Gift BoxThe desire of grandparents to help their grandchildren overcome financial obstacles to pursue projects and opportunities prompt many grandparents to gift to their grandchildren. Here are six considerations that should be included in the decision making-process for whether to gift to grandchildren:

  1. Should the gift really be defined as a gift, or rather a loan or an inheritance advance
  2. If the grandparent wants to keep gifts to all grandchildren equal, need based, or preference based and how each will affect the overall family dynamic
  3. Whether the gift is large enough to create tax consequences
  4. If a 529 plan is a more desirable option, if the gift is intended to assist with future higher education expenses.
  5. Can the gift be made without depleting the grandparent’s savings and ability to provide for their own financial needs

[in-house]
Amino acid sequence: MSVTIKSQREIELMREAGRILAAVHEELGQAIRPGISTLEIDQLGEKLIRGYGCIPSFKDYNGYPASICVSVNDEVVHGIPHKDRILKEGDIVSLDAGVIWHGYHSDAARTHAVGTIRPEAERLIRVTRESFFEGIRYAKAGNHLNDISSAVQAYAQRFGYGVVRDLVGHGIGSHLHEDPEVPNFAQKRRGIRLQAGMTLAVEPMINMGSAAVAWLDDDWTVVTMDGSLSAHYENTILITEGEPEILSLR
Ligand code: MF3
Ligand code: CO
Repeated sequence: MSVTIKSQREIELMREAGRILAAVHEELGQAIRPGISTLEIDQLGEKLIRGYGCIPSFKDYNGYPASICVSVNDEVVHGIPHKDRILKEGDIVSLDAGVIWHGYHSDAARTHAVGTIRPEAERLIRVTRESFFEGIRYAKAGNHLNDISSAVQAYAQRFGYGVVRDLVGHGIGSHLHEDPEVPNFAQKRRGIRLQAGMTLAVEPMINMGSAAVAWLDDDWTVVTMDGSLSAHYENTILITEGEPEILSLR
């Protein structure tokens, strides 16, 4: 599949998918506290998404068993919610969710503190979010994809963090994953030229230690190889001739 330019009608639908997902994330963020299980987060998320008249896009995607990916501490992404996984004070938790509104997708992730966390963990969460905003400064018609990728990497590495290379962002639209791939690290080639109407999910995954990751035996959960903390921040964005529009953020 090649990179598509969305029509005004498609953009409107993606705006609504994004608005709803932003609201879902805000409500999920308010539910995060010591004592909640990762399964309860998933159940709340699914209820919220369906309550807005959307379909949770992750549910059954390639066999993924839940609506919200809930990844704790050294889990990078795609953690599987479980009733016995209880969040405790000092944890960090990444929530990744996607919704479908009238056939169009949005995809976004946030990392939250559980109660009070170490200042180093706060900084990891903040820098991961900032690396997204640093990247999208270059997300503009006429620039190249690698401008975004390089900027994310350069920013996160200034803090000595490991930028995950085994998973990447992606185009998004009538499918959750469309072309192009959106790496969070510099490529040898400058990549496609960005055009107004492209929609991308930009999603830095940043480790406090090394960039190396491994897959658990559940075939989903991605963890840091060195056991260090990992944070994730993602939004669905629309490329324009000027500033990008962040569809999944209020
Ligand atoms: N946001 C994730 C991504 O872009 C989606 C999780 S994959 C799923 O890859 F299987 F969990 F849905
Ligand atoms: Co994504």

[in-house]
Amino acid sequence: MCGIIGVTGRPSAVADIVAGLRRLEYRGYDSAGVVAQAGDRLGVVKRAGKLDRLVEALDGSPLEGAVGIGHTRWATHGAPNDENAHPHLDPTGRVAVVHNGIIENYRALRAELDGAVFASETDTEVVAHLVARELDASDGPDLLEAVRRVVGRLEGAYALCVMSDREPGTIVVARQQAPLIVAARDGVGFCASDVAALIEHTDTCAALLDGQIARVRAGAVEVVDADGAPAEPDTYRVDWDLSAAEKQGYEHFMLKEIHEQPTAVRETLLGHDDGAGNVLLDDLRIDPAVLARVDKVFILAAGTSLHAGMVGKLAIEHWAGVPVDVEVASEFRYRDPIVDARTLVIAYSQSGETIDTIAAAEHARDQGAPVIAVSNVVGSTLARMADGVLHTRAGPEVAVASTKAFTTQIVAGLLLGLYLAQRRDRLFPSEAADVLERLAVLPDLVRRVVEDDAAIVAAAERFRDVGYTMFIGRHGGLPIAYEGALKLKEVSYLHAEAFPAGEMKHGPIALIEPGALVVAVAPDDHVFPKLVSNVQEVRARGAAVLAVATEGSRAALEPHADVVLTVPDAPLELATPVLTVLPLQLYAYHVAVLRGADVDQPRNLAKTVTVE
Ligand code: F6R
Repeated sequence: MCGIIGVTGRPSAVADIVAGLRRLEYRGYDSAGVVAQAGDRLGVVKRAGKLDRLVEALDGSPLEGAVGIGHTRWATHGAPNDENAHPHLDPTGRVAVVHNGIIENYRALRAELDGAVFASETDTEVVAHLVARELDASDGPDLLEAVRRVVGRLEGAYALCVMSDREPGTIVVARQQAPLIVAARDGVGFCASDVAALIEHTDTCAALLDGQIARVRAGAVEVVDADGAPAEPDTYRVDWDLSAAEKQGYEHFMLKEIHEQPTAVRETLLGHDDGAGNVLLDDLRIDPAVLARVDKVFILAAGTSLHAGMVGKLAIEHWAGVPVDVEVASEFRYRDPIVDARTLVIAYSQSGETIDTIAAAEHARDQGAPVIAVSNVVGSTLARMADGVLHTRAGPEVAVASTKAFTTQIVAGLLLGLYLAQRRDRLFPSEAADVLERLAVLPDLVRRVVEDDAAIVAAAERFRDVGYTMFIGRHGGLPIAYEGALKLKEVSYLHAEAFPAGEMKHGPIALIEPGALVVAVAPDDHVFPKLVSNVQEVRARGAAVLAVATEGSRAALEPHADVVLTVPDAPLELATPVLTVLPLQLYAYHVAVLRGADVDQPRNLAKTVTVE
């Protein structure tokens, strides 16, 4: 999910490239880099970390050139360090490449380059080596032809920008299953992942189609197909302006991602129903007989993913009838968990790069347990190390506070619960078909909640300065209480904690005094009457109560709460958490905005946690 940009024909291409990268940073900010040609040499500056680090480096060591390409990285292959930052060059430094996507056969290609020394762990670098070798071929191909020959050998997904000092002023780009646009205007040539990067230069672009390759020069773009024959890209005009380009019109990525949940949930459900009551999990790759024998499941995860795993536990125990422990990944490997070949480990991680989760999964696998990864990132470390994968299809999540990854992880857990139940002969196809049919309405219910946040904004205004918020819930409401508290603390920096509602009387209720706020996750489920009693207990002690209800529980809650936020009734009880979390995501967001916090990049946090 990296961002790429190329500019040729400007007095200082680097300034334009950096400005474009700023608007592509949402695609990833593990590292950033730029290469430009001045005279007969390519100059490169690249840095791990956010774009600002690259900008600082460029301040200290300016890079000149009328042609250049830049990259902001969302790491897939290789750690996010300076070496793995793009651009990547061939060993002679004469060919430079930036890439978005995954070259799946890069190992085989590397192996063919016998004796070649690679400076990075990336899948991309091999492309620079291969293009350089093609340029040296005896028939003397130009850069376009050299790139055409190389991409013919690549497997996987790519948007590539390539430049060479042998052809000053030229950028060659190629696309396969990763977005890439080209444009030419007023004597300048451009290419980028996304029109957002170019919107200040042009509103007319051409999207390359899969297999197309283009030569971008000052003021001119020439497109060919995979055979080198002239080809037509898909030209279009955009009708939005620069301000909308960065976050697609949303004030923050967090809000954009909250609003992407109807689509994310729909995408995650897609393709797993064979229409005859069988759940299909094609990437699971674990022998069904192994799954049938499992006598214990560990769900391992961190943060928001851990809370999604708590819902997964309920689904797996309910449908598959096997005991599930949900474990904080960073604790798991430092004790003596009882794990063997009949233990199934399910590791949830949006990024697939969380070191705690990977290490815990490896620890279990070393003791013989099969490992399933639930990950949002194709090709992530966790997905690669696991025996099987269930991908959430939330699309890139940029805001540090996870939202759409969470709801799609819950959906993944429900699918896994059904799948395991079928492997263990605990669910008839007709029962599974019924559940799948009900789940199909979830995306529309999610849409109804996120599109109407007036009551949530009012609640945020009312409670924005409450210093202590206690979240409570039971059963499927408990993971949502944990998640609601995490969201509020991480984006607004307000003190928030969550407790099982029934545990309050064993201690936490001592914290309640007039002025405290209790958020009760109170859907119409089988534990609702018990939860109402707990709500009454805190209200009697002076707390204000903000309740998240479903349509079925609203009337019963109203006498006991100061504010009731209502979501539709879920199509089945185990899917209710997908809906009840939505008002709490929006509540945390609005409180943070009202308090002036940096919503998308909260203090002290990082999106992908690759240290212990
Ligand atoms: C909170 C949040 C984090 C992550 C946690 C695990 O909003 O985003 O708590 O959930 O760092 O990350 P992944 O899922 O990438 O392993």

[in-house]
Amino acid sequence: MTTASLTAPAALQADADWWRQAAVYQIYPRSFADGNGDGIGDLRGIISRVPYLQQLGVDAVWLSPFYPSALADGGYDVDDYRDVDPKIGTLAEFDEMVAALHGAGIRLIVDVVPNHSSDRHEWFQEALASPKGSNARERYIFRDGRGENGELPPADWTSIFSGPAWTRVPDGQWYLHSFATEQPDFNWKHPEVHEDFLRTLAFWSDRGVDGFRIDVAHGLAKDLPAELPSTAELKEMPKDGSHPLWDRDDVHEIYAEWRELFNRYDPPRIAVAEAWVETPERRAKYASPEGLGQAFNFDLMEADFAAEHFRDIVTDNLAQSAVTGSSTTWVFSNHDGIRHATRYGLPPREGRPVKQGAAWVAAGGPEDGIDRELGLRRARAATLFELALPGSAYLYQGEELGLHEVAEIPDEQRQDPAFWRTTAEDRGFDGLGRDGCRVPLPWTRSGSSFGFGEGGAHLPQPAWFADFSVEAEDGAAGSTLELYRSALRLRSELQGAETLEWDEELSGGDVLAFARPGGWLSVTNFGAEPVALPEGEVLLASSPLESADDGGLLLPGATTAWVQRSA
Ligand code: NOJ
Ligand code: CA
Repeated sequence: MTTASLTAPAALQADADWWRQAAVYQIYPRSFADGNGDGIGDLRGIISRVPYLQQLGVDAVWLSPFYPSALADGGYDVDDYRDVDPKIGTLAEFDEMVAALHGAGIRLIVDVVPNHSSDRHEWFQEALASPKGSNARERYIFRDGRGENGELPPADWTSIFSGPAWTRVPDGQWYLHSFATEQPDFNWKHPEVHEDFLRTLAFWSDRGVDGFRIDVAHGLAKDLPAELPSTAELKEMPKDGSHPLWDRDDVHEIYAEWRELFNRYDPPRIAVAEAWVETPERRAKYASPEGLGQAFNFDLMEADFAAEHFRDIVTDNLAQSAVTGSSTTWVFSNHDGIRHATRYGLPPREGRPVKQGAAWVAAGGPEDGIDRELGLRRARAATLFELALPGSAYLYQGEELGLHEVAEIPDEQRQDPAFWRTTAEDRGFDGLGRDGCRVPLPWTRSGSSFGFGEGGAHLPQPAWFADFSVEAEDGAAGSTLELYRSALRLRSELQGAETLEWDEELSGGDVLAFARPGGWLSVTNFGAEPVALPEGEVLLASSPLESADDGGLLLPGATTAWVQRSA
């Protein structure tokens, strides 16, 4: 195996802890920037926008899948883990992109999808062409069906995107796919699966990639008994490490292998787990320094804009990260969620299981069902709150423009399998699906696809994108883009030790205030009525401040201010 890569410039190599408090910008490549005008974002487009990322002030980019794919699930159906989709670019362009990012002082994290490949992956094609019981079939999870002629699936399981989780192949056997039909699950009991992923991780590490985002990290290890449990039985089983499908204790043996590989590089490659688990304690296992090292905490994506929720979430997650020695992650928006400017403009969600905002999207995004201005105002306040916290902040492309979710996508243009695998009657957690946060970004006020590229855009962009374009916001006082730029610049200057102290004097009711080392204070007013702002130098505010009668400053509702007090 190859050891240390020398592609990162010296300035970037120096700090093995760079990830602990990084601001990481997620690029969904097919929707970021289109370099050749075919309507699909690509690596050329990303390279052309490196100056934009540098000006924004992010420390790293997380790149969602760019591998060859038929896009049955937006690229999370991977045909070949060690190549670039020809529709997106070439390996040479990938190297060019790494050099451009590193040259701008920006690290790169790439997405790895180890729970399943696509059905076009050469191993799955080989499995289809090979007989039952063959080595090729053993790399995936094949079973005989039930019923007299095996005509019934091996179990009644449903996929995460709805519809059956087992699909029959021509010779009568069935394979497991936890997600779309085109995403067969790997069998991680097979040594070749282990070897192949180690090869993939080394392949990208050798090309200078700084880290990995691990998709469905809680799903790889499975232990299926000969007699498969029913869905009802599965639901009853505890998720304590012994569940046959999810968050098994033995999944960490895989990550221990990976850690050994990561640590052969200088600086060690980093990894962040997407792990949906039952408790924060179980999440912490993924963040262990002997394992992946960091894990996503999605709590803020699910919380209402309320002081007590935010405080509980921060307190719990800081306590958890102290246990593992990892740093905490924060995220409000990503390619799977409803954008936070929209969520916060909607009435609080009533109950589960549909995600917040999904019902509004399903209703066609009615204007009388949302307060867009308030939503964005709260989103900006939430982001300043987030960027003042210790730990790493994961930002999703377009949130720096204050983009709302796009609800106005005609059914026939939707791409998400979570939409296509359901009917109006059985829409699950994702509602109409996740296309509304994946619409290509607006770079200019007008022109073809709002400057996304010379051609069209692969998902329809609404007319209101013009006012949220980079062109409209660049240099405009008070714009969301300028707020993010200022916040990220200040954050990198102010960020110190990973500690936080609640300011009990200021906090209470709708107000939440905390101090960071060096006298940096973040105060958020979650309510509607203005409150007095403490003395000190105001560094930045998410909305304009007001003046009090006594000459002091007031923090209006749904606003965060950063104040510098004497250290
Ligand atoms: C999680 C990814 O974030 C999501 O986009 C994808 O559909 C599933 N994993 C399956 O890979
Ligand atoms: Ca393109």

6. The effect that the gift will have on receiving health-care benefits, such as Medicaid, if needed.

See Ryan Barry, Six Things to Consider Before Making Gifts to Grandchildren, JD Supra, Sept. 4, 2014.

Special thanks to Jim Hillhouse (Professional Legal Marketing (PLM, Inc.)) for bringing this article to my attention.

September 8, 2014 in Estate Planning - Generally, Gift Tax | Permalink | Comments (0) | TrackBack (0)

Tuesday, September 2, 2014

IRS 2014-2015 Priority Guidance Plan Released

IRSThe 2014-2015 Priority Guidance Plan, which lists 317 priority projects for the IRS, was released last Tuesday. Among the many tax issues to be addressed through the projects, estate and trusts issues have made the lists. The plans provide the IRS with priorities for releasing guidance on tax issues, and are subject to change throughout the year so that the IRS can address new developments and tax concerns.

See Mike Godfrey, IRS Issues 2014-2015 Priority Guidance Plan, Tax News, Aug. 29, 2014.